Ghazal 28, Verse 2


i((tibaar-e ((ishq kii ;xaanah-;xaraabii dekhnaa
;Gair ne kii aah lekin vuh ;xafaa mujh par hu))aa

1) look at the home-wreckage of the confidence of/in passion!
2) the Other heaved a sigh, but she became angry at me


i((tibaar : 'Confidence, trust, reliance, faith, belief; respect, esteem, repute; credit, authority, credibility; weight, importance'. (Platts p.60)


;xaanah-;xaraabii : 'Ruin, destruction'. (Platts p.486)


That is, my passion, which has become established through a sigh-- that very thing is the cause of my home-wreckedness. (29)

== Nazm page 29


Urdu text: Vajid 1902 {28}

Bekhud Dihlavi:

The beloved has become convinced of my passion-- and her confidence has become so firm that if even the Other absent-mindedly ever happens to sigh and lament, then she, out of fear of ill-repute and disgrace, becomes angry at me. About the Other, she's not even suspicious. (58)

Bekhud Mohani:

Just look at my ill fortune. The beloved's becoming convinced of my passion, became the reason for my destruction. When the Rival sighed, she grew angry at me; that is, even after gaining her confidence, instead of the goal of my heart being fulfilled, I am faced with rebukes. (73)



Does i((tibaar-e ((ishq refer to the confidence the beloved has in the speaker's passion, or the confidence the speaker himself has in passion? Does ;xaanah-;xaraabii refer to an active home-wreckingness performed by an agent, or a passive home-wreckedness endured by a recipient of action? These ambiguities open a range of possibilities for putting the verse together. For example:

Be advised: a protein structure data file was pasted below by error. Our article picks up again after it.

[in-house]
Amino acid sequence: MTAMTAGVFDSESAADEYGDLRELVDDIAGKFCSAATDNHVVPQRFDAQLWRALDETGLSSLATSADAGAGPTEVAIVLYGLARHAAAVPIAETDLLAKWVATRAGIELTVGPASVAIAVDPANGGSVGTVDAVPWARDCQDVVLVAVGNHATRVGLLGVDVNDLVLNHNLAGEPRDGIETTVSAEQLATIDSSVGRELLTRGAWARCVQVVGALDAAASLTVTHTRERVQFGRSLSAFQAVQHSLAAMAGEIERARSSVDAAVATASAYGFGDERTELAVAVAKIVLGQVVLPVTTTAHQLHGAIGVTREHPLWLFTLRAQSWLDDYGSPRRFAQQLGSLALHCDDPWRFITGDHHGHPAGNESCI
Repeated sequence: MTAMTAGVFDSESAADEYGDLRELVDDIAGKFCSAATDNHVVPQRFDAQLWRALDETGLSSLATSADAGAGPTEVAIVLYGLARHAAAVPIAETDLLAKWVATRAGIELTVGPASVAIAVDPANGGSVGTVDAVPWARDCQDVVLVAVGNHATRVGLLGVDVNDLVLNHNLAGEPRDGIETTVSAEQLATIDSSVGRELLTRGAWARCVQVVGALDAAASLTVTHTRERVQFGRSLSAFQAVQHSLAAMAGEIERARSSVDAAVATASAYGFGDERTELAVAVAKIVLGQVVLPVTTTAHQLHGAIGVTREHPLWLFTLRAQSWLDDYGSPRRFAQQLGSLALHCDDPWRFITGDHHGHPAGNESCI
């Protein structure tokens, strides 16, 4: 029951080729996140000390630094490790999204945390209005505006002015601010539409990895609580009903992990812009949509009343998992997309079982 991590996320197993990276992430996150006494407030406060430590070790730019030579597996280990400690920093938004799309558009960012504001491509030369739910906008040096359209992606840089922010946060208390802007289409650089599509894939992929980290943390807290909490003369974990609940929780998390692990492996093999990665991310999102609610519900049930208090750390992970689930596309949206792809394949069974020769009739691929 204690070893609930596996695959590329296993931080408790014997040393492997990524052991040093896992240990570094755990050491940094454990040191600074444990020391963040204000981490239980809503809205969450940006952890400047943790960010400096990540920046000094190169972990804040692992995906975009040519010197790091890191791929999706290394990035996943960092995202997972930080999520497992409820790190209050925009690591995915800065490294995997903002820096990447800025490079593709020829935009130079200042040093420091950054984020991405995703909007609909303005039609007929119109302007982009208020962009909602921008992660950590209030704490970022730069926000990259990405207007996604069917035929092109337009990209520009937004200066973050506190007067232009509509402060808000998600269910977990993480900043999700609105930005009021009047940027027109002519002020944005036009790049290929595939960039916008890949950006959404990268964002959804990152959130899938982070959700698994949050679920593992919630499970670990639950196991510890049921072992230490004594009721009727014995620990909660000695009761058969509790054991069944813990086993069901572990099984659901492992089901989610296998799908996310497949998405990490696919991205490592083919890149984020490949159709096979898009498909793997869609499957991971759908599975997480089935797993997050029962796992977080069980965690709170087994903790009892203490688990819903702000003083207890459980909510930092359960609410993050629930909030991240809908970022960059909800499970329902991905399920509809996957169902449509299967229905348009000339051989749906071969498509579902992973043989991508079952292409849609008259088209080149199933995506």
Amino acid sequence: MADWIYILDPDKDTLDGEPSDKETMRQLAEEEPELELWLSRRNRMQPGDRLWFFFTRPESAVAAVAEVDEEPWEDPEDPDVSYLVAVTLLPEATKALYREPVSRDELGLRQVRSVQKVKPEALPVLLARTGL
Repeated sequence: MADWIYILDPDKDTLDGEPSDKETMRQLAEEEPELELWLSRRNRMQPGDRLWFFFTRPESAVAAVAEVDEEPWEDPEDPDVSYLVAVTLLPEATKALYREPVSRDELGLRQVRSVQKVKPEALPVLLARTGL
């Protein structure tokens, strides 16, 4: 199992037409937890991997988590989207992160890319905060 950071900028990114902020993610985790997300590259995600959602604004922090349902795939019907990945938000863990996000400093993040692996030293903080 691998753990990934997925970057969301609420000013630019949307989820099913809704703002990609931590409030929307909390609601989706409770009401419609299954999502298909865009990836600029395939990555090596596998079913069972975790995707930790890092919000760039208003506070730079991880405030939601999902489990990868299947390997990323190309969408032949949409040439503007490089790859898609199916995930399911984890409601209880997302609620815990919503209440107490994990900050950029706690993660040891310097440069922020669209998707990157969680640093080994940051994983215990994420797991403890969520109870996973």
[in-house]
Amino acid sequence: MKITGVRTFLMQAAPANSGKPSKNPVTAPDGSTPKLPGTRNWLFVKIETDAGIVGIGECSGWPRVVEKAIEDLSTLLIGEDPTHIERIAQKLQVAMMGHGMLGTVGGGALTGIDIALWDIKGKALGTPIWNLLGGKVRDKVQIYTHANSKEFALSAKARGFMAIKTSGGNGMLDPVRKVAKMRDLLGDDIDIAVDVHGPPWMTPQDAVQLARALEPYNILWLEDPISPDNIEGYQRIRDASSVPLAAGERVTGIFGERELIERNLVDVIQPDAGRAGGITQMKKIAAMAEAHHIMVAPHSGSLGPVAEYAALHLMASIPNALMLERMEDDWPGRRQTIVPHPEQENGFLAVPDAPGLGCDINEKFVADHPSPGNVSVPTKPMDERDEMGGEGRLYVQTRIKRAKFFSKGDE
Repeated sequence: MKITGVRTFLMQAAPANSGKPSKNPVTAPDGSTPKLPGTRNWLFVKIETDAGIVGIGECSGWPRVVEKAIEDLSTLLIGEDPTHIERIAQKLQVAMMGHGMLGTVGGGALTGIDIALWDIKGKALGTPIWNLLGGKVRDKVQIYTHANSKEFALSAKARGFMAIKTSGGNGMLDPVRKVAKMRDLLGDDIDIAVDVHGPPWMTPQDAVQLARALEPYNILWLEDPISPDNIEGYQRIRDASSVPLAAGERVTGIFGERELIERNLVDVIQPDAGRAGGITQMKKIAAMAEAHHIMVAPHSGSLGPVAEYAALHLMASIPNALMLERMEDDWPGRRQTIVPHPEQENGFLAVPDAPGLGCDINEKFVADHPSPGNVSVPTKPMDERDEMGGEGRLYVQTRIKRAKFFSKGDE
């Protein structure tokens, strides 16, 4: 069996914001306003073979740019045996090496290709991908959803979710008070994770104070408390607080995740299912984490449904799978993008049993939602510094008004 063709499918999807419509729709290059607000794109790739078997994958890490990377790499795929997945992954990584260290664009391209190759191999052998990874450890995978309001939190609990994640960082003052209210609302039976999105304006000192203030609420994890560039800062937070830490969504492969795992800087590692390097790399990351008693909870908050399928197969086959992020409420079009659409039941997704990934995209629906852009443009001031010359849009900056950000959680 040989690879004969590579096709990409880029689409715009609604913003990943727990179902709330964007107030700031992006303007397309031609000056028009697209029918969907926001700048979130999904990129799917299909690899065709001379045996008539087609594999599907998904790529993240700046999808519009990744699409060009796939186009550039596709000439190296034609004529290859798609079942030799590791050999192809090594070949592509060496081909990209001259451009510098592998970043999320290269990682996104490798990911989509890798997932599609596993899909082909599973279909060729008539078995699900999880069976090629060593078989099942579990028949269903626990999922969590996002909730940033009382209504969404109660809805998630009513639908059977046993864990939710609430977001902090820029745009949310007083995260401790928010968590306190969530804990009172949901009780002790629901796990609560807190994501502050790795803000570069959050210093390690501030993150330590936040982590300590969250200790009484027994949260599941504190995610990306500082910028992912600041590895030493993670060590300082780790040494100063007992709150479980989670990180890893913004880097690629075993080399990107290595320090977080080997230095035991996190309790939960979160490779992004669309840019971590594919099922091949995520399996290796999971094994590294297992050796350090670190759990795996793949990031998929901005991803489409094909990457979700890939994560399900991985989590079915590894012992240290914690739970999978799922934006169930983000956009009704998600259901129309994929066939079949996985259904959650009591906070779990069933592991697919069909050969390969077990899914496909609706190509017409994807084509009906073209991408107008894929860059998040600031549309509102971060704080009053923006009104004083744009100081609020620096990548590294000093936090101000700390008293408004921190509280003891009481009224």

=Look at how ruinous it is that the beloved has confidence in the speaker's passion! She feels free to pour out all her wrath on him, even when the Other has deserved it. The compliment she pays him is a home-wrecking one.

=Look at how ruinous it is that the speaker has confidence in the power of his passion! As a faithful lover, he submitted to her unconditionally. The result was that she poured out all her wrath on him, even though it was the Other who provoked it. His confidence proved to be home-wrecking.

=Look at how ruined is the speaker's former confidence in the power of passion! He used to trust her to reward his unconditional and submissive love by treating him justly. Now he sees that his passion has no power to evoke such a response from her.

But of course, in a form of the perverse compliment, the beloved's cruelty and tyranny are part of the whole 'passion play', and the lover would never give them up. So his complaints must be read as rueful. See for example {38,1}, in which the lover reproaches the beloved for offering cruelties to others (who don't want them, and can't endure them) and not to him (who does, and can).

Another example of the versatility of ;xaanah-;xaraabii : {6,14x}.